February 9, 2018

Mortgage Matters: Foundation for a money maker


What to know before purchasing and financing an investment property

By Kevin Lutz

Whether you intend to generate regular rental income or invest in a longer-term real estate opportunity, there are many things to consider when purchasing an investment property. This type of transaction can include:
• Acquiring a rental portfolio of one or more properties to build income and equity;
• Purchasing a property for your child;
• Converting your current home to a rental property and purchasing another property to move into.
Most lenders have specific lending programs that can help you purchase a residential investment property, so getting advice and ultimately pre-approved from a mortgage specialist is a good place to start.
Qualifying for financing for an investment property purchase is different than qualifying to purchase your primary residence. Aside from having a good credit history, you must demonstrate that your property generates sufficient rental income and you must have enough non-rental income to meet the obligations of the mortgage. Your lender will ask for your most recent Notice of Assessment and current lease agreements and/or an opinion of market rent of the property that will be financed for investment purposes. Additional documentation may also be required.
Crunch the numbers
Purchasing a property to rent or turning your home into a rental property could be a good financial move for you for several reasons:
• You’ll generate regular rental income while continuing to pay down debt and earn equity in your home.
• You’ll diversify your investments, which may reduce your overall risk.
• You could potentially see an increase in the value of your home (capital appreciation).
Do some calculations to estimate your monthly cash flow if you choose to rent out your house. Keep in mind that you may not generate a positive cash flow right away, but you may be able to achieve this through renovations, rent and capital appreciation.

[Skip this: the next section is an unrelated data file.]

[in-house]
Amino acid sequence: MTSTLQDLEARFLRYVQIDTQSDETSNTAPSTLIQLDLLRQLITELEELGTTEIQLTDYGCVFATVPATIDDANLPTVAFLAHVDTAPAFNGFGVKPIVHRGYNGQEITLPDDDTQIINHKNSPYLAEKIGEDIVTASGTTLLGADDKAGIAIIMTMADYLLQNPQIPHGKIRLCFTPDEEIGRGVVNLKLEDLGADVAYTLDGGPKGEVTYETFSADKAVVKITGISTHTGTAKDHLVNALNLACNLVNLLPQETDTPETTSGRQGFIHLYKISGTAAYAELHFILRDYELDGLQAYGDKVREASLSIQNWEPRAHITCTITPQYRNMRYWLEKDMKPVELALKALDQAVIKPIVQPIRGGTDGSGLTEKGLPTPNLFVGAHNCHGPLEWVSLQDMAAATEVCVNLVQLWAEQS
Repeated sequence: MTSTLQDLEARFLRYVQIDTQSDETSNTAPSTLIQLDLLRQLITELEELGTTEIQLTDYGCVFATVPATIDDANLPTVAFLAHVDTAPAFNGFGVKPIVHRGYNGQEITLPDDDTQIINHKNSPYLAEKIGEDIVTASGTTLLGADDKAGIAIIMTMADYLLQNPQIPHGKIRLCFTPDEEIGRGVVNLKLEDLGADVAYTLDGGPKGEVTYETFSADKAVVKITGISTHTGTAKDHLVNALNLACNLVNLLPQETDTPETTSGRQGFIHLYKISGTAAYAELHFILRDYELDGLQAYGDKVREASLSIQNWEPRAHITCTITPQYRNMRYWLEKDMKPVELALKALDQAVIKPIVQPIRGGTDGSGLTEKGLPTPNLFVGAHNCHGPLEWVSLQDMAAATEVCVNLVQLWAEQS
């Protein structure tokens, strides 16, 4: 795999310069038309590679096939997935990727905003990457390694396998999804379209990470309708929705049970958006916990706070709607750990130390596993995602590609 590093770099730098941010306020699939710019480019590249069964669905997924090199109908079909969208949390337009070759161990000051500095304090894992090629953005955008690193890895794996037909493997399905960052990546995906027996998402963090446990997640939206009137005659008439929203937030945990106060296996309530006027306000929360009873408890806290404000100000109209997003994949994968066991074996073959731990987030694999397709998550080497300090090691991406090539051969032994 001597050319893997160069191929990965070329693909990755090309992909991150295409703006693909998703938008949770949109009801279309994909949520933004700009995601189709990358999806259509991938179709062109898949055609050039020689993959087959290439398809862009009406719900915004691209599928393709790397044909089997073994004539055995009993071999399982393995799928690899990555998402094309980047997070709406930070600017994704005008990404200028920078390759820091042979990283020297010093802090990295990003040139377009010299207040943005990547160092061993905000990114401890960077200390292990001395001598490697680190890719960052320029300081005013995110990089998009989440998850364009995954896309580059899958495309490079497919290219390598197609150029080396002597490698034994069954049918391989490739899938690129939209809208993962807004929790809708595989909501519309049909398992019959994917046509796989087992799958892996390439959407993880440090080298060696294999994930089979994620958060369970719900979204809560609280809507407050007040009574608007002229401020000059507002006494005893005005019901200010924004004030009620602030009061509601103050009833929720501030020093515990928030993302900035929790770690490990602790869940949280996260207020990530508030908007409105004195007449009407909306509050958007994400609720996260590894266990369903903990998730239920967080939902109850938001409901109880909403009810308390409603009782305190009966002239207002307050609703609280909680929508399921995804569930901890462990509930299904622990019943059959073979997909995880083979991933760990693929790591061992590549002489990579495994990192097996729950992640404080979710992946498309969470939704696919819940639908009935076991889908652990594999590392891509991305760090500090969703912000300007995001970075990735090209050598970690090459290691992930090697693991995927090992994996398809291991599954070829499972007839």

Engage professionals for advice and support
A real estate agent or property manager can help you screen potential renters, run background checks, set rental rates, etc. You may also want to engage an accountant or lawyer to prepare any legal and tax documents, draft tenant leases and provide advice and support.
Consider your potential risk and costs
Are you prepared to cover two mortgages in the event your rental property sits vacant for any length of time? How much can you charge for monthly rent? Would the rent be able to cover expenses of the investment property (maintenance, utilities, mortgage, etc.)?What are the tax/capital gains implications of renting out your home? What are the likely repairs and costs of turning your home into a rental property and can you cover those expenses?
Be aware of the time commitment
Are you ready to be a landlord and take on all the responsibilities that come with owning a rental property? Managing tenants and dealing with ongoing maintenance and repairs can also be highly time consuming. If you don’t have the time or interest in managing the property, tenants and maintenance needs, consider hiring a professional property management company.
To learn more, check out the Canada Mortgage and Housing Corporation website,
cmhc-schl.gc.ca/en/co/reho/index.cfm

Kevin Lutz is RBC Regional Sales Manager,
Residential Mortgages
@RBCKevinLutz

Comments are closed.